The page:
The Good, the Bad, the Ridiculous
Wednesday, October 13, 2021
Our local election is coming up and (no surprise here) I have an opinion or two. I don’t have enough print space to cover every contest, so I’ll mention just a few that I find especially interesting.
Whatcom County Council, At-Large Position A.
Challenger Kamal Bhachu—a Trump supporter, anti-vaxxer, and conspiracy theorist—can be a hard guy to track down. He pops up in right-wing-friendly venues, but otherwise keeps a low profile, dodging interviews and ignoring questionnaires. His campaign website is an information desert, and when he does talk to the public it’s in meaningless feel-good cliches. These methods have in recent years been a favored technique of many local ultra-conservative candidates: quietly spread the word among the true believers but keep your scarier ideas to yourself when out in in the public at large.
The incumbent, Barry Buchanan, has a long history of community involvement and has previously served on the Bellingham City Council. He has an impressive resume of accomplishments on County Council, which you can peruse on his website. His endorsements list is a Who’s Who of respected public servants and community leaders. There would be no logical reason to replace him with a guy whose modus operandi is so obvious that he might as well have “Right-wing Stealth Candidate” tattooed on his forehead.
Whatcom County Council, District 3.
Speaking of stealth, this brings us to the District 3 incumbent, Tyler Byrd. My initial exposure to Byrd was four years ago at a City Club political forum when he was making his first bid for office. Byrd flatly refused to give direct answers to questions from the audience, insisting that this would only divide and polarize us, while he wanted to bring us all together, find common ground, rise above politics—you know the shtick. After a few minutes of this, the guy sitting next to me muttered, “What a bunch of BS.” That turned out to be a pretty accurate assessment, as a survey of Byrd’s voting record reveals. He had a conservative agenda from the start, and political kumbaya moments were never part of the plan. It’s time to kick Byrd out of the nest.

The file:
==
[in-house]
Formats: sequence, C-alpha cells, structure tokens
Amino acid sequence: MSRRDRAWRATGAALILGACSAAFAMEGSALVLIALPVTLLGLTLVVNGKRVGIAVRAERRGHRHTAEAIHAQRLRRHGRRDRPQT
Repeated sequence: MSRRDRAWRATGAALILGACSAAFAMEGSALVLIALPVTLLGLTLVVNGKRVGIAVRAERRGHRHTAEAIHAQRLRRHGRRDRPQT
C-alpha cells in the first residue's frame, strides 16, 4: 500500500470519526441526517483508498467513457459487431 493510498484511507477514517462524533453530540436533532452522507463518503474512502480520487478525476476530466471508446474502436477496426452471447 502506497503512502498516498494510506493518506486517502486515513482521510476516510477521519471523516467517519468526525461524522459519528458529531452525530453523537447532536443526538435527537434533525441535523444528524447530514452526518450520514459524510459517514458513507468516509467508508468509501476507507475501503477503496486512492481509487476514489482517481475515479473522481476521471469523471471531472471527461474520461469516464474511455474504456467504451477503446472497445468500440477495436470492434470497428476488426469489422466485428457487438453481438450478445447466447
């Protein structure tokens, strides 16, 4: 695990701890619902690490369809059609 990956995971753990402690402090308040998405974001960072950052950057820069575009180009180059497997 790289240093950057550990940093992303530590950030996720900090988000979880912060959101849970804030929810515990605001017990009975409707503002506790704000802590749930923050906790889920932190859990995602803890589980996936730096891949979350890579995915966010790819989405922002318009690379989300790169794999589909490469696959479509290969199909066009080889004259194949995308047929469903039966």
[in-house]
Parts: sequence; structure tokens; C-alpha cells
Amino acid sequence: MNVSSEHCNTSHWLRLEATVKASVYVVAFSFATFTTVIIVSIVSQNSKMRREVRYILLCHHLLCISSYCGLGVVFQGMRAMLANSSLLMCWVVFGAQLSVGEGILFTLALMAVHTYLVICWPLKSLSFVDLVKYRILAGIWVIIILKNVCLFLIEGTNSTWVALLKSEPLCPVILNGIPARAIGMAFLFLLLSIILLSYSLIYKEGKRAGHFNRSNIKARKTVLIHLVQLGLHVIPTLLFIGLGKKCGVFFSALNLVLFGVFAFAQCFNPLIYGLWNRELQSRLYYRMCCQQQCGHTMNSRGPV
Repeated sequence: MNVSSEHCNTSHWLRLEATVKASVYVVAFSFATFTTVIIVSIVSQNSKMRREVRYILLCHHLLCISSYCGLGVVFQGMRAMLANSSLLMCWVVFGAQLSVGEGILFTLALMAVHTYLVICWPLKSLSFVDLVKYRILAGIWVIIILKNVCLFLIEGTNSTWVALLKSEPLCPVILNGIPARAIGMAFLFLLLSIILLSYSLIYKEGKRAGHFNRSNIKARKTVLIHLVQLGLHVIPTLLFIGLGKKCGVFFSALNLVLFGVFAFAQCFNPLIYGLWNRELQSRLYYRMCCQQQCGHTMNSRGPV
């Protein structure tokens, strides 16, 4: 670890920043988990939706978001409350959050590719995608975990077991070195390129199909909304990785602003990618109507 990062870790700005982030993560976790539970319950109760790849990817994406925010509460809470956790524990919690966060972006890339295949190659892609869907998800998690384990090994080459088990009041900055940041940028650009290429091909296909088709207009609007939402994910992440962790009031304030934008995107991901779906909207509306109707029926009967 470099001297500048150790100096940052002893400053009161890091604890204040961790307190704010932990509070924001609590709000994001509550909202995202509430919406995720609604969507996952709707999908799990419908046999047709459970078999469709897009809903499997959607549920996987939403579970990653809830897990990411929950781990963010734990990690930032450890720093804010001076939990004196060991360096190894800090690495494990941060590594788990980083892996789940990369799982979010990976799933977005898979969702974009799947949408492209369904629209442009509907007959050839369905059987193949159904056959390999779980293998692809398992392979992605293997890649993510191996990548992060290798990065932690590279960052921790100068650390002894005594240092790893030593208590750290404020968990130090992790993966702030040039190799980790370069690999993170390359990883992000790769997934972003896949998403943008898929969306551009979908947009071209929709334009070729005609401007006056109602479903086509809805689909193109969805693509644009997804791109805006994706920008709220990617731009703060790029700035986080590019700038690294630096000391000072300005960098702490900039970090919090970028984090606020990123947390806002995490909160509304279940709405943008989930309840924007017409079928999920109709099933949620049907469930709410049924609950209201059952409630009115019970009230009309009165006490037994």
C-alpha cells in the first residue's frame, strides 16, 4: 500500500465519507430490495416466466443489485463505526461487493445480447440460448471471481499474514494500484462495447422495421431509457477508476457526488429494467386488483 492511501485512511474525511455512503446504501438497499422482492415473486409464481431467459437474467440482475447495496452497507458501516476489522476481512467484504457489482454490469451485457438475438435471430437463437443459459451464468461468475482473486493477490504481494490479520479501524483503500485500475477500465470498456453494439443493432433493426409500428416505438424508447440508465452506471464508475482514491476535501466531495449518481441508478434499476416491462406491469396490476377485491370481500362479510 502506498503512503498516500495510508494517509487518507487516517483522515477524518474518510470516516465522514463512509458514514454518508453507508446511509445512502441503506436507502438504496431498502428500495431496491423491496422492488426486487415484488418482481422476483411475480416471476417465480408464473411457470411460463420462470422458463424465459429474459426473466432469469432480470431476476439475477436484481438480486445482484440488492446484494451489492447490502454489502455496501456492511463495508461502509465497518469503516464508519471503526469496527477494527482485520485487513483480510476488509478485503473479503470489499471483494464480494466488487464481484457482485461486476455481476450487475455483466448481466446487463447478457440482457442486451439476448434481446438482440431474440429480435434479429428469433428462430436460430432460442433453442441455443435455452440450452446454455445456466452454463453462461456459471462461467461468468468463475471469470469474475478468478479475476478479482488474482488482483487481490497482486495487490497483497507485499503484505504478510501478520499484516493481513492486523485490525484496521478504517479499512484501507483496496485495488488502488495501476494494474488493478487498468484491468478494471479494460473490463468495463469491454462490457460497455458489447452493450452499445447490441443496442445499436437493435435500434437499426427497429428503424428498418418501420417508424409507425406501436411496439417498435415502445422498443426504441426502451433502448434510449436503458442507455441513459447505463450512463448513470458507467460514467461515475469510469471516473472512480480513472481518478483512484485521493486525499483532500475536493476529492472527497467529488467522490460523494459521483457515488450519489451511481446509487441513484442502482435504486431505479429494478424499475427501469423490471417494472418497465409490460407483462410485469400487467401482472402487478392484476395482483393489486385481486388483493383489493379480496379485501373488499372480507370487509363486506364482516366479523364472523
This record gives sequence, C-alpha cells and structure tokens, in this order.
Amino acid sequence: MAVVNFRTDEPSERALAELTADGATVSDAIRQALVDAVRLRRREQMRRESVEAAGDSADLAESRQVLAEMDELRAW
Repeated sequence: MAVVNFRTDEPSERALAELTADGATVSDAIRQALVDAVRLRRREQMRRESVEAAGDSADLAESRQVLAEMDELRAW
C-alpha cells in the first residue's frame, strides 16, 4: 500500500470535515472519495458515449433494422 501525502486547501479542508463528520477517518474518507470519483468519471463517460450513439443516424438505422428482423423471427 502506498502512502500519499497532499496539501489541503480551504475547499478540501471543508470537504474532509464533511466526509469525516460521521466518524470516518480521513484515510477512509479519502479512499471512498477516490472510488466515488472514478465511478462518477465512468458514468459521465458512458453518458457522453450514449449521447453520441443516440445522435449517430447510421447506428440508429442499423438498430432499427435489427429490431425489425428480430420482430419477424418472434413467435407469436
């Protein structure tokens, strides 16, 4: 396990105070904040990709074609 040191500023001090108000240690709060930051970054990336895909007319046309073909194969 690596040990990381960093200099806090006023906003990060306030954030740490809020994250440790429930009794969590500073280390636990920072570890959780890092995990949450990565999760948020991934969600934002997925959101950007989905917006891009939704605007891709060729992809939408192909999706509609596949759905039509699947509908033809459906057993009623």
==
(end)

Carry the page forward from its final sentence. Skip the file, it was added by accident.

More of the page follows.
His challenger, Rebecca Lewis, has some solid ideas for meeting current problems, and an important list of priorities which are available on her website. She also has wide support from an impressive array of respected public servants, extending all the way to Congresswoman Suzan DelBene and Washington Attorney General Bob Ferguson. She would be a refreshing change.
Bellingham City Council, Ward 6.
Incumbent Michael Lilliquist has probably annoyed half the people in Bellingham by his seemingly uncontrollable need to demonstrate that he’s always the smartest guy in the room. In all fairness, he frequently is the smartest guy in the room. He’s a policy wonk who does his homework, and even when I’ve disagreed with him, I’ve had to acknowledge that he argues from the facts as he sees them, and not from emotion or ideological rigidity. Lilliquist’s voting record is, in most cases, a reflection of that of the full council, which is positioned center-left, a solid place from which to govern.
The challenger, local activist Eve Smason-Marcus, is running way to the left of Lilliquist with a campaign that is a virtual checklist of the proper progressive position on just about every issue one could possibly think of, but Smason-Marcus is a political tyro, untested in public office. In these difficult times I’m not in the mood for rolling the dice, so I think I’ll stick with Lilliquist, the wonky pragmatist.
Bellingham City Council, At Large.
More than one person has told me they are so impressed with both candidates—Kristina Michele Martens and Russ Whidbee—that they wish they could somehow vote for both of them.
I have to give the edge to Whidbee though, who has a 40-year history of community engagement and service that Martens just can’t match. Also, as a professional financial advisor, Whidbee would bring to the council a high level of financial expertise, which is not a bad thing to add to a group that oversees millions of taxpayer dollars.
An interesting sidebar: Martens and Whidbee are both African-American. Over in the city’s fourth council ward, Skip Williams, also African-American, is running unopposed. This means that the city council, which in its entire history has never had an African-American member, will now have two. Gee, do you think maybe it’s about time?